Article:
The Nobel Prize-winning physicist Chandrasekhara Venkata Raman, also known as CV Raman, died 51 years ago today. The Nobel laureate was born on November 7, 1888, in Tiruchirappalli, Tamil Nadu. His first scientific effort as a student was in the subject of optics and acoustics, to which he devoted his entire career.
CV Raman was raised in an academic environment due to his father’s profession, and in 1904 he got his first gold medal in physics in his B.A. After earning his M.A., he joined the Indian Finance Department in 1907, but continued to conduct research in the Indian Association for the Cultivation of Science’s laboratory in Calcutta.
In 1930, he was awarded the Nobel Prize in Physics “for his work on light scattering and the discovery of the effect named after him” while working at Calcutta University. In 1933, he was appointed as a professor at the Indian Institute of Science in Bangalore, where he remained for the next 15 years. The physicist founded and endowed the Raman Institute of Research in 1948, and he later became its director.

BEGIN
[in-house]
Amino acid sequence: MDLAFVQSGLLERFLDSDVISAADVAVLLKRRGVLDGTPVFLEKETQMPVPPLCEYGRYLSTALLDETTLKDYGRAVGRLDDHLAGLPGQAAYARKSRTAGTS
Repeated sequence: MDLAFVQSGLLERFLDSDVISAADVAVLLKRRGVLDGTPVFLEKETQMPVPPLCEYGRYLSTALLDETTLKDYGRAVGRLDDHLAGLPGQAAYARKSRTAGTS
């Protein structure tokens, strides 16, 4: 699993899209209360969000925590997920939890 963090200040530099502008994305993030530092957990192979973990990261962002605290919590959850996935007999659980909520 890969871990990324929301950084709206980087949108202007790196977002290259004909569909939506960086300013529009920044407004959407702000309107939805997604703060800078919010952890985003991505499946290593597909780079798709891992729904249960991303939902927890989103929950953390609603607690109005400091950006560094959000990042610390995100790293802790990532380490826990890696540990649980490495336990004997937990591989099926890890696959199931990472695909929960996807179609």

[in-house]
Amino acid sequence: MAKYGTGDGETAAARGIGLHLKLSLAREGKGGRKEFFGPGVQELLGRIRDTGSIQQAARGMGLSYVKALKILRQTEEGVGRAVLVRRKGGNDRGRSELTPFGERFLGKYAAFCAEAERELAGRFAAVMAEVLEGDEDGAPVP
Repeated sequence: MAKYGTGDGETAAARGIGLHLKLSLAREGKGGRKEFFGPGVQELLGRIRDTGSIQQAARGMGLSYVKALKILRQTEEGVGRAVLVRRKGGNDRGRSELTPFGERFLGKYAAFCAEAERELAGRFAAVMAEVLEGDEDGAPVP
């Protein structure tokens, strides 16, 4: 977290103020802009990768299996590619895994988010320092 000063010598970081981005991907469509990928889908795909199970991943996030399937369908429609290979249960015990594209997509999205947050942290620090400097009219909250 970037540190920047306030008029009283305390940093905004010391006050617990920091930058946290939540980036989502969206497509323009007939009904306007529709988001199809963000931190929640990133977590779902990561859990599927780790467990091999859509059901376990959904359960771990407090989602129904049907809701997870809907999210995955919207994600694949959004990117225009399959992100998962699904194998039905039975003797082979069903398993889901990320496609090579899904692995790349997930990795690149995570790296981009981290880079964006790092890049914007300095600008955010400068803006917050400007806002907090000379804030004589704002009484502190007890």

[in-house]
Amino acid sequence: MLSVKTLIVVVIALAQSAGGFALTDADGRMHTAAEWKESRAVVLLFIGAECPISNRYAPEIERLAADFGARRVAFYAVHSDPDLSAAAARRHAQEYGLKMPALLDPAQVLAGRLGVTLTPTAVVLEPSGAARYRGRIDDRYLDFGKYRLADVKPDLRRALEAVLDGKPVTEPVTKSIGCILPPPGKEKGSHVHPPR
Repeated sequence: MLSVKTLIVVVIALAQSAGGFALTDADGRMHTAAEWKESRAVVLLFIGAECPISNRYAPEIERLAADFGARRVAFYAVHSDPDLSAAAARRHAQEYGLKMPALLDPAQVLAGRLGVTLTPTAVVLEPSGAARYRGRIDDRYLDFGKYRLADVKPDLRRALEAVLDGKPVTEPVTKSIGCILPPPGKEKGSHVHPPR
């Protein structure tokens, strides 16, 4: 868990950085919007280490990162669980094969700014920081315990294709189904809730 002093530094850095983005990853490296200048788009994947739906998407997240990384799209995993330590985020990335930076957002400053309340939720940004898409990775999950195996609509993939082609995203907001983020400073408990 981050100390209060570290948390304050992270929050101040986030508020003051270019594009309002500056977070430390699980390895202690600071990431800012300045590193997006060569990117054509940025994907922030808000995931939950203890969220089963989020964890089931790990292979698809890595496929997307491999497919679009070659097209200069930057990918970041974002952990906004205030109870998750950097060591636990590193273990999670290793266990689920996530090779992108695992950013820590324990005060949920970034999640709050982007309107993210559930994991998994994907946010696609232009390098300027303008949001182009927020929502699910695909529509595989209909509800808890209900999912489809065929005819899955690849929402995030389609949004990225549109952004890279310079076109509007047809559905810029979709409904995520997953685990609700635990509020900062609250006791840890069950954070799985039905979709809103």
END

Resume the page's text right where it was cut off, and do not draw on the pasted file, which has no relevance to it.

In 1928, Raman discovered that a small portion of the light, which scatters after meeting particles that are smaller than the light’s wavelength, acquires other wavelengths than that of the original light. It was because some of the energy from the incoming photons could be transferred to a molecule, giving it a boost in energy. The Raman effect is a phenomenon of energy exchange and a change in light direction named after the scientist. The phenomenon is used to analyse different types of material.
Raman was knighted in 1929 after being elected a Fellow of the Royal Society in 1924.
On November 21, 1970, he died in Bengaluru, then Bangalore.